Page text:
He reached for the handle to the stall, ready to open the door, when a small, snuffling sound from the loft overhead reached his ears. Pausing, he listened for a moment. So far as he knew, all of the little ones were at school. So why did it sound like someone was up in the hayloft weeping? Changing course, he headed for the ladder and clambered up it, almost, as easily as he’d done in his youth. Peeking through the trapdoor into the hayloft, he saw Julia curled up in a pile of hay, crying bitterly, trying to muffle her sobs with her sleeve. A sleeve he could tell, even in this dim light, was soaked through with her tears.
Climbing the rest of the way up into the loft, he moved to her side and pulled his daughter into his arms.
“What’s wrong?” he asked solemnly, rocking her gently back and forth like he’d used to do when she was a baby.
“He…. he…. he doesn’t want me,” Julia wailed, burying her face in her father’s chest.
Buck nodded in comprehension. He’d known she’d carried a tendre for Lou and Kid’s eldest for a long time. But he’d always thought Jamie felt much the same for her. He wondered what had happened.
“Tell me about it,” he encouraged.
Haltingly at first, then with growing speed, she told him all about her earlier encounter with Jamie.
“He hates me,” she muttered, winding down. “Obviously he thinks I’m still not good enough for him. Even after going off and getting a college education, learning how to be a proper lady and everything,” she huffed, throwing her hands up in the air, “It still wasn’t enough. I’ll never be good enough for him.”
Buck started at this pronouncement. He’d thought she’d attended college because it was what she wanted. Not to please some man. Shaking his head, he advised, “Then forget about him.”
“But I looooooovvvveeee him,” she wailed, breaking into tears once more.
Buck sighed, pulling out a handkerchief from his pocket and handing it to her. He watched with fascination as she carefully inspected it for cleanliness then proceeded to noisily and messily blow her nose and dry it on the square piece of cloth.
“Honey,” Buck said, pulling her tight into his embrace, “you can’t make somebody feel somethin’. At the same time, ya can’t make them unfeel somethin’ either. Not by changin’ who you are. Be yourself. If Jamie won’t take ya to the box social, go on yer own and have a fine old time. I guarantee there’ll be plenty of young men linin’ up ta buy yer box of vittles once they clap eyes on you after all these years.”
Feeling her start to shake her head in denial, he smiled a bit. “’Sides, I have a feeling Jamie doesn’t feel quite the way you think he does. Give him some time. You’ve done a powerful lot of changin’ these last few years. He may just need a bit ta get used ta who ya are now. If he’s the one the Great Spirit meant for you, well, then things’ll work out.”
“Do you really think so?” she asked, pulling back to gaze up at him hopefully through the sheen of tears still shining brightly over her eyes.
“I really think so,” Buck smiled, reaching out to tweak her nose, just like he used to when she was a little girl.
“Pa,” she groaned, easily eluding his playful move.
Buck just grinned at her. Standing up, he reached down and helped her to her feet as well. Brushing the hay off her dress, he added, “Why don’t ya go back to the house, change out of these fancy duds and help yer mother in the kitchen. I’d guess you’ve got some plannin’ ta do fer a social this weekend.”
“What the hell is wrong with my girl you think she’s not good enough for you?”
The words barely registered on Jamie’s brain when a fist collided with his nose, sending him flying backward into the horse trough. Sputtering as he surfaced, he raised his eyes to meet the enraged gaze of his Uncle Buck.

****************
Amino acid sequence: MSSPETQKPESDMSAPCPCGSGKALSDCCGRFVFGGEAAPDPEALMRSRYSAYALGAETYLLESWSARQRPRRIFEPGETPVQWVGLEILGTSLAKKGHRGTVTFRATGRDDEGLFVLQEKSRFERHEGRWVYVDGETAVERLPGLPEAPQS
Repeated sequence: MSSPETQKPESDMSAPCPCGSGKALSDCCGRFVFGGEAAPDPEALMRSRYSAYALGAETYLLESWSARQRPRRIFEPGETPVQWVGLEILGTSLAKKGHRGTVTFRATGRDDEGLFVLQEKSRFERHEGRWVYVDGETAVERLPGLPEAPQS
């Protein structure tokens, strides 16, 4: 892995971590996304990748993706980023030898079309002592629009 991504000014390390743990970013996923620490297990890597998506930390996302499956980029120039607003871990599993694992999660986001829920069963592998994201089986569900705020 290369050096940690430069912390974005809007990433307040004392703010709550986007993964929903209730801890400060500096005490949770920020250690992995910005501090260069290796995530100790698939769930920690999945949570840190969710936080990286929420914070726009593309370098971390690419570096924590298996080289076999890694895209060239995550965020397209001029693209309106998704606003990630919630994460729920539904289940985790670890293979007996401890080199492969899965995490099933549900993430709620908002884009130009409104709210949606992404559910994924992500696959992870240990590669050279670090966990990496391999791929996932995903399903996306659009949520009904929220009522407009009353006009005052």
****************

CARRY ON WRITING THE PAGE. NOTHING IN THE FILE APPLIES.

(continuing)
Jamie reached up to wipe the water out of his eyes so he could see more clearly. Yep, his Uncle Buck was still pissed as all get out. And he had no idea why.
“What the hell’d ya hit me fer?” he demanded, starting to lever himself out of the trough with one hand, the other hovering protectively over his nose, already swelling up and leaking blood.
Buck pushed him back down into the water with one booted foot against his belly.
“Fer making my baby girl cry, that’s what!”
Jamie shook his head, hoping it would shake some piece of information loose so this conversation would start making sense. Nope. Didn’t work.
“I ain’t got no idea what yer talkin’ ‘bout,” Jamie said, sinking back into the water. Accepting he wasn’t going to be going anywhere until Buck had had his say.
Buck leaned down until he was almost nose to nose with Jamie and hissed, “I just found my little girl up in the loft cryin ‘ her eyes out ‘cause o’ you. I can’t believe you really think yer too good fer her. But even if ya did, ya didn’t haveta say it. You coulda let her down easy. I thought I knew you better than that son.”
“Who the hell are you talkin’ ‘bout?” Jamie bellowed. “Let who down easy?”
“Julia, you dolt. How many wimmen you been insultin’ today you can’t remember her?”
Jamie lost all his bluster at that. “Didn’t mean ta make her cry,” he muttered, letting his head fall back so it rested against the edge of the trough. His entire body shrieking out defeat. “But I sure as hell never said I was too good fer her.”
“Well, that’s sure what she heard.”
“If anythin’, it’s the other way around,” Jamie continued, ignoring Buck’s words, if he’d even heard them. “She’s too good fer me. We’d’a made a right fine pair, if she’d stuck around. But she had to go and get herself a higher education. Learn ta be a proper lady. I’m a horse rancher. What’s a proper lady ever gonna want with the likes of me? I barely managed ta graduate high school. How’m I supposed to go up to a woman with a college degree and ask her ta step out with me? Naw. She done chose ta leave me behind. Now she’s just gonna have ta live with her decisions.”
Not waiting to see what Buck had to say about that, Jamie pushed himself upright and shoved past the older man. He trudged toward the house with his shoulders slumped in defeat, water sloshing out of his boots with every step.
Buck just watched him go, slapping his hat against one lean thigh repeatedly.
“Well,” he finally muttered, shaking his head in disbelief. “I’ll be damned. And I thought Lou and Kid got things all mixed up on their way ta the alter.”